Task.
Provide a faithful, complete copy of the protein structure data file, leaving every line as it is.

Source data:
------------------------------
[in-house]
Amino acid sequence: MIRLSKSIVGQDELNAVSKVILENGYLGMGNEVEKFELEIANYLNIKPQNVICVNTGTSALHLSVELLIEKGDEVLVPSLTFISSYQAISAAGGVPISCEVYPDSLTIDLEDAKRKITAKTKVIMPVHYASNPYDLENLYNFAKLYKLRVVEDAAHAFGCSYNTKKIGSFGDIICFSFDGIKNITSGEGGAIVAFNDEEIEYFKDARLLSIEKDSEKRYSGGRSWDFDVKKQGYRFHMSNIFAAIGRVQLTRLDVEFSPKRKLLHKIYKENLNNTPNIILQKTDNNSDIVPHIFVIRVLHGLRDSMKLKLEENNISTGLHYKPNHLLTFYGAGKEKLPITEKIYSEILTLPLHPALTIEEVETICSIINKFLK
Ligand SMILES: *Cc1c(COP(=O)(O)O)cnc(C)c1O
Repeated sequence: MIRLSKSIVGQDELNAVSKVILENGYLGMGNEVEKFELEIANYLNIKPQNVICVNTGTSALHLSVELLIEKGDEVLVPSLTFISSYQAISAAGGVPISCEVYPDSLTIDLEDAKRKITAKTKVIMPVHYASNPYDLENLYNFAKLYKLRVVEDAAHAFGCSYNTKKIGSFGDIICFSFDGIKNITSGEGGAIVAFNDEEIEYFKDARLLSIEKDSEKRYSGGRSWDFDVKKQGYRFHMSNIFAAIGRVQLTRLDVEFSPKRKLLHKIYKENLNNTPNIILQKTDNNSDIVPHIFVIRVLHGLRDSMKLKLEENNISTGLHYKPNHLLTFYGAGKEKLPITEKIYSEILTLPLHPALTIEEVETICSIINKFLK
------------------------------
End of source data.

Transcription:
[in-house]
Amino acid sequence: MIRLSKSIVGQDELNAVSKVILENGYLGMGNEVEKFELEIANYLNIKPQNVICVNTGTSALHLSVELLIEKGDEVLVPSLTFISSYQAISAAGGVPISCEVYPDSLTIDLEDAKRKITAKTKVIMPVHYASNPYDLENLYNFAKLYKLRVVEDAAHAFGCSYNTKKIGSFGDIICFSFDGIKNITSGEGGAIVAFNDEEIEYFKDARLLSIEKDSEKRYSGGRSWDFDVKKQGYRFHMSNIFAAIGRVQLTRLDVEFSPKRKLLHKIYKENLNNTPNIILQKTDNNSDIVPHIFVIRVLHGLRDSMKLKLEENNISTGLHYKPNHLLTFYGAGKEKLPITEKIYSEILTLPLHPALTIEEVETICSIINKFLK
Ligand SMILES: *Cc1c(COP(=O)(O)O)cnc(C)c1O
Repeated sequence: MIRLSKSIVGQDELNAVSKVILENGYLGMGNEVEKFELEIANYLNIKPQNVICVNTGTSALHLSVELLIEKGDEVLVPSLTFISSYQAISAAGGVPISCEVYPDSLTIDLEDAKRKITAKTKVIMPVHYASNPYDLENLYNFAKLYKLRVVEDAAHAFGCSYNTKKIGSFGDIICFSFDGIKNITSGEGGAIVAFNDEEIEYFKDARLLSIEKDSEKRYSGGRSWDFDVKKQGYRFHMSNIFAAIGRVQLTRLDVEFSPKRKLLHKIYKENLNNTPNIILQKTDNNSDIVPHIFVIRVLHGLRDSMKLKLEENNISTGLHYKPNHLLTFYGAGKEKLPITEKIYSEILTLPLHPALTIEEVETICSIINKFLK